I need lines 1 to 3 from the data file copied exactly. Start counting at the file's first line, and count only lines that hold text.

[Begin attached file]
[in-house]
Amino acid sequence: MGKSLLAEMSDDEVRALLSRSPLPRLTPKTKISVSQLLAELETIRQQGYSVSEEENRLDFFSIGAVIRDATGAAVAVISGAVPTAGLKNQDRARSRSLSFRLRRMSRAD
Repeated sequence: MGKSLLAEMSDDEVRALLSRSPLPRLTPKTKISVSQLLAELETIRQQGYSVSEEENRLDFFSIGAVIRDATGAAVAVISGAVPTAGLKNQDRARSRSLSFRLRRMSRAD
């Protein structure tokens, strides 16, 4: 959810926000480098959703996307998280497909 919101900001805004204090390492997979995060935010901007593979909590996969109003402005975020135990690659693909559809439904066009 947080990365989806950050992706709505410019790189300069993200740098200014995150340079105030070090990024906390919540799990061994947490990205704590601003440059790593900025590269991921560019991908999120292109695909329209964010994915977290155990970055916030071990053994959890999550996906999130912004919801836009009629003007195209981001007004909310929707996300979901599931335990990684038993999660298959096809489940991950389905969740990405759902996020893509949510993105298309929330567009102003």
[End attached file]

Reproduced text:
[in-house]
Amino acid sequence: MGKSLLAEMSDDEVRALLSRSPLPRLTPKTKISVSQLLAELETIRQQGYSVSEEENRLDFFSIGAVIRDATGAAVAVISGAVPTAGLKNQDRARSRSLSFRLRRMSRAD
Repeated sequence: MGKSLLAEMSDDEVRALLSRSPLPRLTPKTKISVSQLLAELETIRQQGYSVSEEENRLDFFSIGAVIRDATGAAVAVISGAVPTAGLKNQDRARSRSLSFRLRRMSRAD